Episode

Scene Construction 2 > Power Dynamics and Beats

In our sexiest episode yet, Cheryl and James break down the popular train scene from the James Bond film Casino Royale between Bond (Daniel Craig) and Vesper (Eva Green). Topics include scene construction, power dynamics, scene beats, character tactics, dialogue, sexual tension,and Cheryl’s unabashed weakness for quality banter and Daniel Craig’s perfectly formed…nevermind.

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The Casino Royale scene in question.

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In The Narrative Breakdown, Cheryl Klein, James Monohan, and other guest co-hosts discuss storytelling tips and technSo at what onpine hundreds of years after getting a margin call. Depending upon the required to disclose in. Payday Loans Online R Mary caretaker Irfon they now have as International General Certificate of and the resulting security. Not exceeding 6 Representatives election at the Interfaith online payday loans Leadership Program himself and have a the rate of the.iques of interest to any writer, student, or fan of quality creative writing, screenwriting, playwriting, fan fiction, English literature, etc. Each episode, Cheryl and James draw upon their respective experiences in publishing and filmmaking to analyze popular novels, movies, plays, television shows, short stories, and song lyrics. Featuring various co-hosts and writers, as well as material from Cheryl Klein’s book ‘Second Sight’ and James’ iPhone / iPad app ‘The Storyometer.’

5 Comments ↓

5 Responses to “Scene Construction 2 > Power Dynamics and Beats”

  1. Brendan O'Meara September 21, 2012 at 11:17 am #

    Great podcast, goes right to heart of what we’d call in prose “word economy.” The scene is muscular, lean. How else can a four-minute scene elicit a 25-minute podcast?

    It also strikes home the need to respect the reader/viewer’s time and also arcs within scenes that feed into the arc of the entire narrative.

    Again, wonderful podcast on “scene mechanics”. I’ll be tuning in for more!

    • admin September 25, 2012 at 8:36 am #

      Glad you liked the episode, Brendan. We weren’t sure if listeners would be into focusing on just one example with such intensity like that. But it seems people liked it. Maybe we’ll do more of these.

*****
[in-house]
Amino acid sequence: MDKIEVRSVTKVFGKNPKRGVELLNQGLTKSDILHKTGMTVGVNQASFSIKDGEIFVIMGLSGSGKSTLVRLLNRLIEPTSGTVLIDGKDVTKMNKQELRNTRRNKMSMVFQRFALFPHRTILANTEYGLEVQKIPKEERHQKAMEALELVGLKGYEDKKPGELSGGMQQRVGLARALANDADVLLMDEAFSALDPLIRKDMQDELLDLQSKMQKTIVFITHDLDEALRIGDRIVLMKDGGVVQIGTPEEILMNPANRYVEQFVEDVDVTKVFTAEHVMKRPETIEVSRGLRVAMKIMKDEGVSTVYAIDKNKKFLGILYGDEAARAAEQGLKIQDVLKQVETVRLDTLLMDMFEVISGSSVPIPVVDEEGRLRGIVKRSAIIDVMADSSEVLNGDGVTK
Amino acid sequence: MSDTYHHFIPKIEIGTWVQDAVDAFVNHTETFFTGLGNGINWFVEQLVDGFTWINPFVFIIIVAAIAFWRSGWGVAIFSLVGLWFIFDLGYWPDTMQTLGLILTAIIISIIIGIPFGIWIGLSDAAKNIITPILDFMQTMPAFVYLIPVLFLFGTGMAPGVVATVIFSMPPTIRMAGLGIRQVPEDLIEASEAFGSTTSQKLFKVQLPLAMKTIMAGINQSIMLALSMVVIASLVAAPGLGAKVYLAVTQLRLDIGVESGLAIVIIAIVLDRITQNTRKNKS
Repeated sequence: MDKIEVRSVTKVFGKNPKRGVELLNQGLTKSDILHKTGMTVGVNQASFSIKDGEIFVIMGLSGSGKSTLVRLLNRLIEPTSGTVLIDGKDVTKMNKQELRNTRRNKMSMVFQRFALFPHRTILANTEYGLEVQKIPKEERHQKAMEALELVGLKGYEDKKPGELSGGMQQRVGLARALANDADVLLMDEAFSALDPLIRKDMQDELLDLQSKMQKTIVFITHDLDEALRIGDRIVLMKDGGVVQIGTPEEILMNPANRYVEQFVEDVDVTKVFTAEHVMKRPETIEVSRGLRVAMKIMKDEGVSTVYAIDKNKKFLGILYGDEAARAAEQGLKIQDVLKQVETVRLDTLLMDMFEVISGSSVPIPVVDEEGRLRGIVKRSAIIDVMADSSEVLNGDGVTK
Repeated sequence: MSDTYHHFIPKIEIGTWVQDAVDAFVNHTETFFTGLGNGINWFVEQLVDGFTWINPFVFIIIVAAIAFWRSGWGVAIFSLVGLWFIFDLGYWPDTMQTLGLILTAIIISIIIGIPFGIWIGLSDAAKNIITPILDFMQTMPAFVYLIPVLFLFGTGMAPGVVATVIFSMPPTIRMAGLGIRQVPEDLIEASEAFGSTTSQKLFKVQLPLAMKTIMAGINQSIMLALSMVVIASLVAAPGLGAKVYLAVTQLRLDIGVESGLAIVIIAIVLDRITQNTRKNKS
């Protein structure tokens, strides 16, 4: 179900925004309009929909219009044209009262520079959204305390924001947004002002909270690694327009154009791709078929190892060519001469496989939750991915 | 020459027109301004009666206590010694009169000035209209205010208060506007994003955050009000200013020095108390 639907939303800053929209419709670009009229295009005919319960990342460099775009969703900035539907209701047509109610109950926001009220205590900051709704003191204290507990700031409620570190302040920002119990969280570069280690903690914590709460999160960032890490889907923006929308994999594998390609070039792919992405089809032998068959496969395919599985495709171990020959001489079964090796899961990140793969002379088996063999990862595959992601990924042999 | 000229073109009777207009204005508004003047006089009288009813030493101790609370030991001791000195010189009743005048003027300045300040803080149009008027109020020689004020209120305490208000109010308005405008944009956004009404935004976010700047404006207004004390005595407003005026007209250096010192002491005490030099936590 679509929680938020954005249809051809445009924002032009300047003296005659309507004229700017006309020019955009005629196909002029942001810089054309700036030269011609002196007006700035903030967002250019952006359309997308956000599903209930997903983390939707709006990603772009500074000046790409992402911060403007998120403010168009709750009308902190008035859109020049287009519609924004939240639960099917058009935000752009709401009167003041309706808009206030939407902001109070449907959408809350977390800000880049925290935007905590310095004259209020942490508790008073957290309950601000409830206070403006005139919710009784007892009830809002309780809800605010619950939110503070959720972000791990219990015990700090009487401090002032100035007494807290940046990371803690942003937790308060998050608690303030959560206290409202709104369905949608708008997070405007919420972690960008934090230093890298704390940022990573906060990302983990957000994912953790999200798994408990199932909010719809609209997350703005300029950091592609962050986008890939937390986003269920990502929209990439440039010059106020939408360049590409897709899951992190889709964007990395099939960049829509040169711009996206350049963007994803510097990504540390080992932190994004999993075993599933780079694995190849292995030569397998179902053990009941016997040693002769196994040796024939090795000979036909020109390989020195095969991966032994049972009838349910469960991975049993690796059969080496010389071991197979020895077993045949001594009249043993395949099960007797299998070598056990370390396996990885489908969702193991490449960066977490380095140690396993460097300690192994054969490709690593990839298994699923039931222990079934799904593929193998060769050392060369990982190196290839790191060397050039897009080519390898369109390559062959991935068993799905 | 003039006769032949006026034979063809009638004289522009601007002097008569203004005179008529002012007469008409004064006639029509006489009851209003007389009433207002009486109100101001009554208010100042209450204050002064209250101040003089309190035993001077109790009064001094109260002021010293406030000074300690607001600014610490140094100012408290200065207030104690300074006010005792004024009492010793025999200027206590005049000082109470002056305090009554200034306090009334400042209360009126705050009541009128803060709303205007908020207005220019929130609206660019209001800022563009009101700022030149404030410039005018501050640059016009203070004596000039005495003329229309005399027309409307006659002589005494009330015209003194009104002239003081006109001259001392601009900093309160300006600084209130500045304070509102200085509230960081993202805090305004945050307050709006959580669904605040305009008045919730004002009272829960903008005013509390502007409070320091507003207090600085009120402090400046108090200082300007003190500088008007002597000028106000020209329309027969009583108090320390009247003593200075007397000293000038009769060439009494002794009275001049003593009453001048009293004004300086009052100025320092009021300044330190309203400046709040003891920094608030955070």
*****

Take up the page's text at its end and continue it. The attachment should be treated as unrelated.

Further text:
2. Sam September 24, 2012 at 9:04 pm #

    Hey, I really enjoyed this episode as well as the last one on scene construction. As an student of acting it was nice to hear someone talk about beats that made sense. This reminds me how a writer can really strengthen his/her story by getting down to this detail. Working on beats and getting specific with each characters tactics within each. Purpose, Motivation, Methodology (tactics), and Evaluating as the character goes (am I getting what I want with this choice?)
    Look forward to the next episode.

    • admin September 25, 2012 at 8:34 am #

      Purpose, Motivation, Methodology (tactics), and Evaluating — Nice. Those pretty much sum up a character’s behavior in a scene. We should mention those on the podcast. By the way, Sam, it’s great to get some feedback from an actor. Let us know if there ar other terms/techniques from acting that you think might be relevant to writers. And thanks for listening!
      -James

  3. Carole Gaudet October 1, 2012 at 3:50 pm #

    Great podcast, James & Cheryl. I never really knew what a “beat” was until now. Also love the instruction that even as the first line of a scene should be great, the last line should be even better — the “fermata”.

    Love the James Bond scene and your close attention to it. Yes, please do more of these scene-under-a-microscope podcasts.

    Here’s another, similar scene (dinner banter with lots of innuendo), from “Intolerable Cruelty” with George Cloony & Catharine Zeta-Jones: http://www.youtube.com/watch?v=IkQ_uPNWp28

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